- Poor communications or poor listening habits
- Too many personal activities and personal phone calls during business hours
- Having too many people involved in decisions
- Not finishing one thing before starting another
- Taking or making unimportant telephone calls
- Spending too much time on phone calls
- Doing unimportant or unneeded tasks (busy work)
Step 5: Set Up A Plan to Eliminate Time-Wasters
To better manage your time, make a list of your biggest time wasting activities, and then plan to eliminate them, or drastically reduce the time you spend on them.
The best way to get something done about those time-wasting activities is to write down the cause of the problem and the steps to solve it using a format like the worksheet below.
As you get ready to tackle each problem, list what needs to be done, and who, other than you needs to be involved. If the biggest drain on your time seems too complex to fix at this point, start with smaller problems. When you successfully fix the small problems, move onto bigger problems.
Quick Time Management Fixes and Workarounds
Learning to manage your time efficiently all of the time is something that requires your awareness of issues – and practice.Old, time-wasting habits can be as difficult as any other habits to change. But if you’re in a bind now and need to get a project done or make more time in your day right away, try these time management quick fixes and workarounds.
- Make a list of your goals and post them where you’ll see them frequently
- Set aside a few minutes at the end of each day for planning and to list and schedule activities for the following day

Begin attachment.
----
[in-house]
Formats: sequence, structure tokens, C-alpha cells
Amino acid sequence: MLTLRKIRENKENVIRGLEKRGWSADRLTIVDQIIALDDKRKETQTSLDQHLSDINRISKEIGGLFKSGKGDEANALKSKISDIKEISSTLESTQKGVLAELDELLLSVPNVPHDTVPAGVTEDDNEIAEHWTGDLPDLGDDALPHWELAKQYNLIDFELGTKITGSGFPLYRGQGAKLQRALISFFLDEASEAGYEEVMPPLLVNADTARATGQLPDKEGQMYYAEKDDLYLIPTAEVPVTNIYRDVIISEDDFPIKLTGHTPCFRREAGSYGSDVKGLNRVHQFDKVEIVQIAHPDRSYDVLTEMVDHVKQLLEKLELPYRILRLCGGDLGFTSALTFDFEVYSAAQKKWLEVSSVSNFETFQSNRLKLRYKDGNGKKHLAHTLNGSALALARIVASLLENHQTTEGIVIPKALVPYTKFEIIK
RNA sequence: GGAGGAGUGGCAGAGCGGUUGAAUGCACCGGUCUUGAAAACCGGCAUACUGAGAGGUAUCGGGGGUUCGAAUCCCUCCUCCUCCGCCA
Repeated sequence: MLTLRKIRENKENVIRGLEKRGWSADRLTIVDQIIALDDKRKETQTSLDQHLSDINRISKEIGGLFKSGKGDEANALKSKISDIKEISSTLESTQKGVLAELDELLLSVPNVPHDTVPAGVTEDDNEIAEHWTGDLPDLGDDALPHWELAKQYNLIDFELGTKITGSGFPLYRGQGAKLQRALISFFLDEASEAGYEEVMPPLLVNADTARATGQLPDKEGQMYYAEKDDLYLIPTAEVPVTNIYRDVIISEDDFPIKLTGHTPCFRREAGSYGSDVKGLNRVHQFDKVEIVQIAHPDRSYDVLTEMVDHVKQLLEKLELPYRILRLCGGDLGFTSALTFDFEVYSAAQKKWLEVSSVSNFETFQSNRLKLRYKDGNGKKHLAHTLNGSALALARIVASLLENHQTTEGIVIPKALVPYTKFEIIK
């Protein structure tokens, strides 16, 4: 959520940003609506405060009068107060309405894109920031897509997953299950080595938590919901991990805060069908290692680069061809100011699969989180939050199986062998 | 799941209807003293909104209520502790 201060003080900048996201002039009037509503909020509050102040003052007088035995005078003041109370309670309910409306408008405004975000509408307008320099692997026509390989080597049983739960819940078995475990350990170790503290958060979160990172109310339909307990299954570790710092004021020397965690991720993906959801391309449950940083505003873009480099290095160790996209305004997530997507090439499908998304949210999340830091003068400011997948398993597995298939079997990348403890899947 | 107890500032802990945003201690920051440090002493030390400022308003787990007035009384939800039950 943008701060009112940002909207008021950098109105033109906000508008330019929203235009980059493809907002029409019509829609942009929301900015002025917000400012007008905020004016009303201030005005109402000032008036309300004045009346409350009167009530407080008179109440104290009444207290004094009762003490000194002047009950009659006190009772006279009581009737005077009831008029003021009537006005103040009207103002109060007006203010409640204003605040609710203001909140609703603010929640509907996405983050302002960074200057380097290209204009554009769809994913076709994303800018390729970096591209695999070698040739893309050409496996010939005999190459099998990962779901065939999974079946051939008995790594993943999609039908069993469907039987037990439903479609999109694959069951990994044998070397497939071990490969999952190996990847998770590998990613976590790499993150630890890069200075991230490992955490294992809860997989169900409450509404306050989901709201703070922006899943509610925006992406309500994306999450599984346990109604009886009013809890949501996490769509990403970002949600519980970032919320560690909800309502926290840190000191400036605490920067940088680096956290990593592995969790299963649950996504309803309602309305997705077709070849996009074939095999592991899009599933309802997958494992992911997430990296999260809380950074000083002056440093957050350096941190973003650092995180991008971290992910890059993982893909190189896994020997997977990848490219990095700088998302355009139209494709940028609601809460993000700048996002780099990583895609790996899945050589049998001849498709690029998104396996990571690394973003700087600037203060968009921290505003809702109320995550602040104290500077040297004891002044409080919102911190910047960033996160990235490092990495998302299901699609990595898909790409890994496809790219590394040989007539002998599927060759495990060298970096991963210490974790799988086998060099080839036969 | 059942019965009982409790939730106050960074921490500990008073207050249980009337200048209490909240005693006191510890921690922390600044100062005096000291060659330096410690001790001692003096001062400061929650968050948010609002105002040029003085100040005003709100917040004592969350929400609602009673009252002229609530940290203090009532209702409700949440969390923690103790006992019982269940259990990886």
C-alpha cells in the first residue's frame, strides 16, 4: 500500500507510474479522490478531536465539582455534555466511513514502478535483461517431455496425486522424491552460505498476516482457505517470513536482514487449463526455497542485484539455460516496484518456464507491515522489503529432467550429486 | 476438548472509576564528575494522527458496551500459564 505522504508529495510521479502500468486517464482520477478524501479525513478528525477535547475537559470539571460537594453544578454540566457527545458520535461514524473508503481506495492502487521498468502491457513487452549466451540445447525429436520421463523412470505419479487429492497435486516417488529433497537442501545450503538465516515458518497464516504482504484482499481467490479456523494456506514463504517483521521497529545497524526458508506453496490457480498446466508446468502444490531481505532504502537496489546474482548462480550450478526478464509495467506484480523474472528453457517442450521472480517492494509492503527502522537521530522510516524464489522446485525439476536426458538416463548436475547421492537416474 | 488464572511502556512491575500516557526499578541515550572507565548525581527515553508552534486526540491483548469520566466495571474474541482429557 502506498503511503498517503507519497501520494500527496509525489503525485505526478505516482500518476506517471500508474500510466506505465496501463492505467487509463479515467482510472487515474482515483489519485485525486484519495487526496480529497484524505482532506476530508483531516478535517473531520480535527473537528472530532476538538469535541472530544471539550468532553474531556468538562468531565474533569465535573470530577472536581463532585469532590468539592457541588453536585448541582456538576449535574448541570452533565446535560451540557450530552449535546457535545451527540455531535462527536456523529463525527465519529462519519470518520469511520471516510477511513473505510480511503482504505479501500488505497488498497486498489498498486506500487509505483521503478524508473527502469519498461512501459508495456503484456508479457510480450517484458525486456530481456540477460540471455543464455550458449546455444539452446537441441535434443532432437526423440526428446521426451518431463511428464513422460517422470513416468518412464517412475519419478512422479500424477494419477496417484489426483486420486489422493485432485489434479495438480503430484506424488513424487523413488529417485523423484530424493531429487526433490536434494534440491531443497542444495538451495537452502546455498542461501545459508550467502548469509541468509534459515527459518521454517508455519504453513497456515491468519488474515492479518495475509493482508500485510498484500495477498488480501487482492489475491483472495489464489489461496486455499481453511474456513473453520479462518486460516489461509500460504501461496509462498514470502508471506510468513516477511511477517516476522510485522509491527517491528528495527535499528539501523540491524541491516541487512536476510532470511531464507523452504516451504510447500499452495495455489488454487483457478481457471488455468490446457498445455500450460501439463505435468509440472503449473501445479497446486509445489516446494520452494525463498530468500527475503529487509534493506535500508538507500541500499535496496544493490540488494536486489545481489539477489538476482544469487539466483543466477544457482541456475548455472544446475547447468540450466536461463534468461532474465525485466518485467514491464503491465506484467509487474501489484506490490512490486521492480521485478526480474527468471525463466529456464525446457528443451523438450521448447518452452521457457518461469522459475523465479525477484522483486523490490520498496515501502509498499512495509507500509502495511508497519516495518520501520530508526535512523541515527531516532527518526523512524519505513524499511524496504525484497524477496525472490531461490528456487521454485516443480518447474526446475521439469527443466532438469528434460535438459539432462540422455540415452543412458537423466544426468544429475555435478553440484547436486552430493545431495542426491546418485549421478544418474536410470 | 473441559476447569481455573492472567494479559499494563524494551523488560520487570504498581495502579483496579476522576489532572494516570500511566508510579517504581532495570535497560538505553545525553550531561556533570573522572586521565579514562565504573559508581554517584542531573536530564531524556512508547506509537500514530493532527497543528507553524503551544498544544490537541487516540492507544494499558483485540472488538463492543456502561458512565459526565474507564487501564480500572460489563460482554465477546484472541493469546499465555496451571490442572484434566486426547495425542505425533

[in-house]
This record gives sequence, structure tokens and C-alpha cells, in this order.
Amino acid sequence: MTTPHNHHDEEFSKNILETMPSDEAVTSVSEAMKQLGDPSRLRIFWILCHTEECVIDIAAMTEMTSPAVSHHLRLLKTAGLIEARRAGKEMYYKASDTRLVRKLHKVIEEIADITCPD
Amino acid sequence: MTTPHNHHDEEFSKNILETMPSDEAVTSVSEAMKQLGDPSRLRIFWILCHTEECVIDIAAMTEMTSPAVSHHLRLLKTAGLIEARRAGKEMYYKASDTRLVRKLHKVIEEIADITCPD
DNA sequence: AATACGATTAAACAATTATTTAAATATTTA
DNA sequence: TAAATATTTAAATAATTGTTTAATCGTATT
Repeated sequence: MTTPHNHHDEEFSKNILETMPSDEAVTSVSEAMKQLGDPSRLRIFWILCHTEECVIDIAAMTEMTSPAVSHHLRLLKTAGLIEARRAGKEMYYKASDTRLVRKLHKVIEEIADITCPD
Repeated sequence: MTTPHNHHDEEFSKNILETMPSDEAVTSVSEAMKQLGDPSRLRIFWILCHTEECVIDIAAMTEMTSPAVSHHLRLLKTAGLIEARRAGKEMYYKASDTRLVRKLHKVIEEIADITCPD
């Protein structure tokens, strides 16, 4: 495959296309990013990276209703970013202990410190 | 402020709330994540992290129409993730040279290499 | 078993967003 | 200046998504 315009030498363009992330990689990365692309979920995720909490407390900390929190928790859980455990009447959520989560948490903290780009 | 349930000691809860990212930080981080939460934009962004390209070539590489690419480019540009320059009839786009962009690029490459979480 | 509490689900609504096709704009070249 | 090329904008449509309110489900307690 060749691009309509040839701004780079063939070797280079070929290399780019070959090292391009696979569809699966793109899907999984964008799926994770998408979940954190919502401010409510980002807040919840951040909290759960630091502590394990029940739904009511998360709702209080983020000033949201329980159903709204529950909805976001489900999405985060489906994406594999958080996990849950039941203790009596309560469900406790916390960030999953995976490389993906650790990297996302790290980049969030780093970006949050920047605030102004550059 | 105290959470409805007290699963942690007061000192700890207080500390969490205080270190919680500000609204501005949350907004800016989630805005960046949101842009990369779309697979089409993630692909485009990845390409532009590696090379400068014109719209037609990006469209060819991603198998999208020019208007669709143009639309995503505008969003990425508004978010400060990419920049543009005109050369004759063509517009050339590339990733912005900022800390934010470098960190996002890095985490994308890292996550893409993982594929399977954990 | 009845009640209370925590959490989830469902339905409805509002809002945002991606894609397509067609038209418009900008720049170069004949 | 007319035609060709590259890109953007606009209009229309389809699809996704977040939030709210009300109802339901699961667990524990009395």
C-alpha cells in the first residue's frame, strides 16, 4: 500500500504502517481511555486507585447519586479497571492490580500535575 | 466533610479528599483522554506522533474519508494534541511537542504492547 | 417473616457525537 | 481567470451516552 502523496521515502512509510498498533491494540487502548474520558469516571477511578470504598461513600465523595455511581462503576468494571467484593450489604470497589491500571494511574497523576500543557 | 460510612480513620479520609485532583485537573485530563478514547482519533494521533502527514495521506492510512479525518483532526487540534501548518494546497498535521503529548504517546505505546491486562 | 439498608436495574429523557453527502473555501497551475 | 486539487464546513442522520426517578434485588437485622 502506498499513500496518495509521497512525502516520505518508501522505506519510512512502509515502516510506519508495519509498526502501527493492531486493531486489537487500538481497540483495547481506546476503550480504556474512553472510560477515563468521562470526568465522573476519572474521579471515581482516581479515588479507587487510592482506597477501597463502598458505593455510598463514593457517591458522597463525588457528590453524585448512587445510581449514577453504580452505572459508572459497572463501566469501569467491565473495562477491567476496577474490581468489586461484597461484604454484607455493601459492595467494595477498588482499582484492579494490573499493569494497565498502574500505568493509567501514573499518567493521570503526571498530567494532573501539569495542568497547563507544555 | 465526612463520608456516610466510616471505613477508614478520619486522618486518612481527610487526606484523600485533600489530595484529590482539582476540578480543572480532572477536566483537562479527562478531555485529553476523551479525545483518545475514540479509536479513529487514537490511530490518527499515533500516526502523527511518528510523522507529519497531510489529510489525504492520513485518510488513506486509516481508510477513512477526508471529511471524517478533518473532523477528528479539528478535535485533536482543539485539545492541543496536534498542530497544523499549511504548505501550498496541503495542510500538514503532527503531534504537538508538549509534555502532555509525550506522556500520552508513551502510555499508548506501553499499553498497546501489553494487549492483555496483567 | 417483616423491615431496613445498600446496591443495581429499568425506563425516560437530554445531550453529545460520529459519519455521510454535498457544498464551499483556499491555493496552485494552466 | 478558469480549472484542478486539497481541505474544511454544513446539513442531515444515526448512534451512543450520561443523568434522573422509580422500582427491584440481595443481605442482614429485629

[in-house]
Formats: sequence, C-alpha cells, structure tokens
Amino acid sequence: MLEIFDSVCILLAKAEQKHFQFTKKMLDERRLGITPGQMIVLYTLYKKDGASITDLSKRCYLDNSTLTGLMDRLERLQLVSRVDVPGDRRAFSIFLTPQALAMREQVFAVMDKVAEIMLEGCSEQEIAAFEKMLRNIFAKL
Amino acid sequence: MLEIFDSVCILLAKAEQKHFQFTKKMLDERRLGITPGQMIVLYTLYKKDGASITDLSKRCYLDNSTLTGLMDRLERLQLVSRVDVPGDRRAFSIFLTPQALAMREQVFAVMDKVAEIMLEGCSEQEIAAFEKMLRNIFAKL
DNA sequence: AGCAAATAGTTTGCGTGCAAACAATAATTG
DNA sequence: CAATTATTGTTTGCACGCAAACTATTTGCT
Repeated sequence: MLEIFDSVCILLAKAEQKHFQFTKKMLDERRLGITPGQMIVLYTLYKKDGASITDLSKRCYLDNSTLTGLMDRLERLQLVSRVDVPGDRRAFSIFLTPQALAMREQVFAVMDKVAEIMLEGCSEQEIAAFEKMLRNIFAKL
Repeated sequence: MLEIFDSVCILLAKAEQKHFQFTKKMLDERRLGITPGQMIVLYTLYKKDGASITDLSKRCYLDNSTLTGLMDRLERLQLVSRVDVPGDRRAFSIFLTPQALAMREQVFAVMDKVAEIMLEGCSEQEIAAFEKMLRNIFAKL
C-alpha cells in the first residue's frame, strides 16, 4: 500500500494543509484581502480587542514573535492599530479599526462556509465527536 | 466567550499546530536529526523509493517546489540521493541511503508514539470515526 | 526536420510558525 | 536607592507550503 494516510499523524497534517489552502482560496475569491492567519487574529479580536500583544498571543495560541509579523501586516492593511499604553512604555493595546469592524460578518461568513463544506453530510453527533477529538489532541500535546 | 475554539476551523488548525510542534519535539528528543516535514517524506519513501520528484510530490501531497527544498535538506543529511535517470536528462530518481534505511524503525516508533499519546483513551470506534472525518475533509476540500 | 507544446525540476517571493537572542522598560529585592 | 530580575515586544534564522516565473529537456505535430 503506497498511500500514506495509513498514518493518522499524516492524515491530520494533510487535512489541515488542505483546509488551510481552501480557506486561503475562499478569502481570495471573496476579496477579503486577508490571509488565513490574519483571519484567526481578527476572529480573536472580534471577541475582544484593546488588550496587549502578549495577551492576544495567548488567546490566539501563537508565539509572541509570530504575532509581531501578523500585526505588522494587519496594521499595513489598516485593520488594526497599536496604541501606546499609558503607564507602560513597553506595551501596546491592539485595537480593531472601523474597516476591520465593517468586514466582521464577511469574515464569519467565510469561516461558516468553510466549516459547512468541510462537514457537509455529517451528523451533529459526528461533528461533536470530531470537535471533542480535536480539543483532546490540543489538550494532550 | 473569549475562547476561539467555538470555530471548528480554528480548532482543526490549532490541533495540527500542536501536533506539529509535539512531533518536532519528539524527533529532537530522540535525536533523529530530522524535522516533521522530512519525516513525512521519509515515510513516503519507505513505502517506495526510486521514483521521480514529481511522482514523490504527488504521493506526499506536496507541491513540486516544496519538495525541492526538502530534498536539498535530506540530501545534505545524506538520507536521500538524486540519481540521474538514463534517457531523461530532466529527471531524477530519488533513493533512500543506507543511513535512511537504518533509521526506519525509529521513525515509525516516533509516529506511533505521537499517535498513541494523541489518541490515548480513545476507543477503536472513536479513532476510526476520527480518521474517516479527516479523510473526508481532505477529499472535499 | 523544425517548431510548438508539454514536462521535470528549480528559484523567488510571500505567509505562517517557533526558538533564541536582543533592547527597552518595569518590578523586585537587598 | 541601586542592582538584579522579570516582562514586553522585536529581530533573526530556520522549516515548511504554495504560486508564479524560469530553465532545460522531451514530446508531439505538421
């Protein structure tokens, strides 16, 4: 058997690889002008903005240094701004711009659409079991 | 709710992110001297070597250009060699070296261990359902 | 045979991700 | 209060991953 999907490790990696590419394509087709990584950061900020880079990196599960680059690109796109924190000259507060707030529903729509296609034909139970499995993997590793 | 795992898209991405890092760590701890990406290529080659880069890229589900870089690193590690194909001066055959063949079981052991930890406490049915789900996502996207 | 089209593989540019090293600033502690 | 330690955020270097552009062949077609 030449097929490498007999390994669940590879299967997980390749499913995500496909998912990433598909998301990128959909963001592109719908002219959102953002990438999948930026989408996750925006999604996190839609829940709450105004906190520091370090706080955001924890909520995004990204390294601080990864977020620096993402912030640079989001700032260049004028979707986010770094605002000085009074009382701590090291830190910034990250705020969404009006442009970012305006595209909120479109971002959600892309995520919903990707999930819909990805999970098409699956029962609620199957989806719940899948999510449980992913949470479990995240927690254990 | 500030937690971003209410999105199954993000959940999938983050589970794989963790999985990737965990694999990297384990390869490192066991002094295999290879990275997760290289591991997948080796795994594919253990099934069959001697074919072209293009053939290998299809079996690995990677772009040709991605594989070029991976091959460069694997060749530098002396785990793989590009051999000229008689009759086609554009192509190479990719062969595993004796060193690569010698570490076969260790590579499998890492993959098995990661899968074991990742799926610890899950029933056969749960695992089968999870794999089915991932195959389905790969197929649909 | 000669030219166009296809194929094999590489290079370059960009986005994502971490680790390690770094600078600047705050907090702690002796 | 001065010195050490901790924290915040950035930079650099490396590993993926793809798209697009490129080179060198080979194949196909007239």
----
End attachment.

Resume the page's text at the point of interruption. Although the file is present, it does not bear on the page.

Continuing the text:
- Assign priorities to each of those tasks, and assign enough time to the top priority items to be able to complete them.
- Schedule the highest priority tasks and/or the most difficult tasks for the time of day you will be most productive
- Break big tasks or projects down into manageable sections
- Schedule easier tasks or projects for your least productive times
- Set deadlines for completion of each task or portion of a task
- Eliminate distractions during your prime working hours
- Reduce the amount of time you spend on social media
- Complete one task before starting another
- Delegate work to others on your staff
- Be sure they have the training and authority to handle as much as possible on their own
- Outsource work to other departments, to other businesses or
- If you are a “morning” person, delay reading your email until afternoon, if possible. Use the morning to tackle important priorities. If you are expecting important email, scan your email for the message you are expecting and only open that piece of email.
- Turn off any automatic notifications telling you that there is new mail in your email inbox so you won’t be tempted to just “take a peek.”
- Turn off sound notification on your smartphone so you won’t be tempted to look at texts or social media notifications constantly
- Tell your administrative assistant to hold your calls. If you don’t have anyone to take your calls, let an answering machine or answering service take messages for you.
- Schedule a specific time of the day to take and return telephone calls. Doing so will help reduce the temptation to chat with callers about non-urgent matters